The elevated preoperative fasting blood glucose predicts a poor prognosis in patients with esophageal squamous cell carcinoma: The Fujian prospective investigation of cancer (FIESTA) study
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Dan Hu1,*, Feng Peng2,*, Xiandong Lin1,*, Gang Chen1, Binying Liang3, Chao Li1, Hejun Zhang1, Xuehong Liao1, Jinxiu Lin2, Xiongwei Zheng1, Wenquan Niu4
1Department of Pathology, Fujian Provincial Cancer Hospital, The Affiliated Hospital of Fujian Medical University, Fuzhou, Fujian, China
2Department of Cardiology, The First Affiliated Hospital of Fujian Medical University, Fuzhou, Fujian, China
3Medical-Record Department, Fujian Provincial Cancer Hospital, The Affiliated Hospital of Fujian Medical University, Fuzhou, Fujian, China
4State Key Laboratory of Medical Genomics, Rui Jin Hospital, Shanghai Jiao Tong University School of Medicine, Shanghai, China
*Shared first authors
Feng Peng, email: firstname.lastname@example.org
Xiongwei Zheng, email: email@example.com
Wenquan Niu, email: firstname.lastname@example.org
Keywords: fasting blood glucose, esophageal squamous cell carcinoma, prognosis, mortality, FIESTA study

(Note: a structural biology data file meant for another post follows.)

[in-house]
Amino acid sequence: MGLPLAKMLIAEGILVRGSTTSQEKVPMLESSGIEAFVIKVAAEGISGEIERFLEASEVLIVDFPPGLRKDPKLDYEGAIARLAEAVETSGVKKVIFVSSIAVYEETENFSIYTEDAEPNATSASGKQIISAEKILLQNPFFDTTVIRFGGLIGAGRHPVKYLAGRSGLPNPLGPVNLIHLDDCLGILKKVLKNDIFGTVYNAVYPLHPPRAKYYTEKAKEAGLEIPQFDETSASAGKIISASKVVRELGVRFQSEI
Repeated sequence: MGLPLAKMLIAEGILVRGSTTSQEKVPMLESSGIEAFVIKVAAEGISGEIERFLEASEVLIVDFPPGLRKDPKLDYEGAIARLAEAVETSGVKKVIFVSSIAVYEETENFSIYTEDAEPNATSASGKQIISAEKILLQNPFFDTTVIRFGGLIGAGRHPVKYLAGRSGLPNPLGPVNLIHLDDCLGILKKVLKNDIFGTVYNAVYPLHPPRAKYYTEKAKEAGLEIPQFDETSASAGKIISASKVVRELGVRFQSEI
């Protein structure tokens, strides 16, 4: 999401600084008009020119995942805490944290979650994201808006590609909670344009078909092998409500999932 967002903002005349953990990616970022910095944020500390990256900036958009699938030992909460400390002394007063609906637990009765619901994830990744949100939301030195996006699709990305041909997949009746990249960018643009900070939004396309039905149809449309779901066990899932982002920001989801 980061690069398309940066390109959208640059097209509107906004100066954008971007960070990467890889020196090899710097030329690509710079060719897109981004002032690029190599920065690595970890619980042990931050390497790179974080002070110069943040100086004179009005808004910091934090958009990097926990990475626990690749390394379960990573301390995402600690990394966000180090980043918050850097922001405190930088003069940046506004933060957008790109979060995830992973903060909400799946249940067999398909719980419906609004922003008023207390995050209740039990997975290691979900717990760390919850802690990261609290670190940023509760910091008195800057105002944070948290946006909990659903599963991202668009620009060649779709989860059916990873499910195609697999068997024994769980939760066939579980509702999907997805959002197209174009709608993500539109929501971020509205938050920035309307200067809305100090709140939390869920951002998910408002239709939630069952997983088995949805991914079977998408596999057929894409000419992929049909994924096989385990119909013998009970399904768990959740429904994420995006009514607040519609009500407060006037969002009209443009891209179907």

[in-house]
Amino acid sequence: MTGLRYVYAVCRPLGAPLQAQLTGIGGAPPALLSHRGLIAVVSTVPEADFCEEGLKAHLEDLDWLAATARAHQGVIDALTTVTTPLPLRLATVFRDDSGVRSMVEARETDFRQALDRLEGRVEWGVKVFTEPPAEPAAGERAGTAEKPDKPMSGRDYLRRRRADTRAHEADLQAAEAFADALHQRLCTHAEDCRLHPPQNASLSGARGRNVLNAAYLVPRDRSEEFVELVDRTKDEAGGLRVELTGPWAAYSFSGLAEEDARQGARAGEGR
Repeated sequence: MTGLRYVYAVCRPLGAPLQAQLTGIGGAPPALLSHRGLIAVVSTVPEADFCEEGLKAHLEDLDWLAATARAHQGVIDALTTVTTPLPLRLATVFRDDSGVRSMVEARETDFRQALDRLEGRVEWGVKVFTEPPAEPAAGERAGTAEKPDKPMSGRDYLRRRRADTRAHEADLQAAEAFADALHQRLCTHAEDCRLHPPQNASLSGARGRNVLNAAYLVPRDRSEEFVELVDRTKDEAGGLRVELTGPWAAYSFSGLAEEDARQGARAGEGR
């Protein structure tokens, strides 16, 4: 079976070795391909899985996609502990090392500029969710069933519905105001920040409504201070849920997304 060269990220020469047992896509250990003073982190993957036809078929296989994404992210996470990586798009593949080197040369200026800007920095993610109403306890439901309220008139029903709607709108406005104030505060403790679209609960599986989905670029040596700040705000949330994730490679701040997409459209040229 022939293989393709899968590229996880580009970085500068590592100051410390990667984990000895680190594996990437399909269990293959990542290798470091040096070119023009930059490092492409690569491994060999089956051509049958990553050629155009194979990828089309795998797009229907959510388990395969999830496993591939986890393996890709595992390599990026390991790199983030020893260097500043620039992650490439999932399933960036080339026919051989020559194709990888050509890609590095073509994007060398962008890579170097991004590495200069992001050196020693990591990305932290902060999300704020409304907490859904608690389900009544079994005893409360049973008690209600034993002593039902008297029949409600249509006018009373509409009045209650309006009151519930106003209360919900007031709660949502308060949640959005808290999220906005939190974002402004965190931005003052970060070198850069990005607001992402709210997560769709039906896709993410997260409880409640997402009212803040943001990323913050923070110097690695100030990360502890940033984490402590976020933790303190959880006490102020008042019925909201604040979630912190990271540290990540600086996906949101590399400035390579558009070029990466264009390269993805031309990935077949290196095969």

Received: May 09, 2016 Accepted: July 28, 2016 Published: August 12, 2016
Diabetes as a latent risk factor for cancer has been extensively investigated, while its postoperative prognosis for esophageal cancer is rarely reported. We therefore sought to assess whether the elevated fasting blood glucose before surgery was associated with poor survival in esophageal cancer patients by eliciting a subset of data from the ongoing Fujian prospective investigation of cancer (FIESTA) study. Over 15-year follow-up, 2535 patients receiving three-field lymphadenectomy were assessable. Only patients with esophageal squamous cell carcinoma (ESCC) (n=2396) were analyzed due to the lower prevalence of the other histological types. In ESCC patients, the follow-up duration ranged from 0.5 to 180 months (median 38.2 months). The median survival time (MST) was remarkably shorter in males than in females (80.7 vs. 180+ months, Log-rank test: P<0.001). In males, the survival was worse in patients with diabetes than those without (MST: 27.9 vs. 111.1 months, Log-rank test: P<0.001). In females, the survivor was improved in patients with diabetes (MST: 71.5 months), but was still worse than patients without diabetes (MST: 180+ months, Log-rank test: P<0.001). The overall multivariate hazard ratio for per unit increment in fasting blood glucose was 1.11 (95% confidence interval or CI: 1.09-1.14, P<0.001) and 1.08 (95% CI: 1.03-1.13, P=0.002) in males and females, respectively. Further survival tree analysis consolidated the discrimination ability of fasting blood glucose for the survival of ESCC patients. Taken together, our findings convincingly demonstrated that the elevated preoperative fasting blood glucose can predict poor survival of ESCC patients, especially in males.
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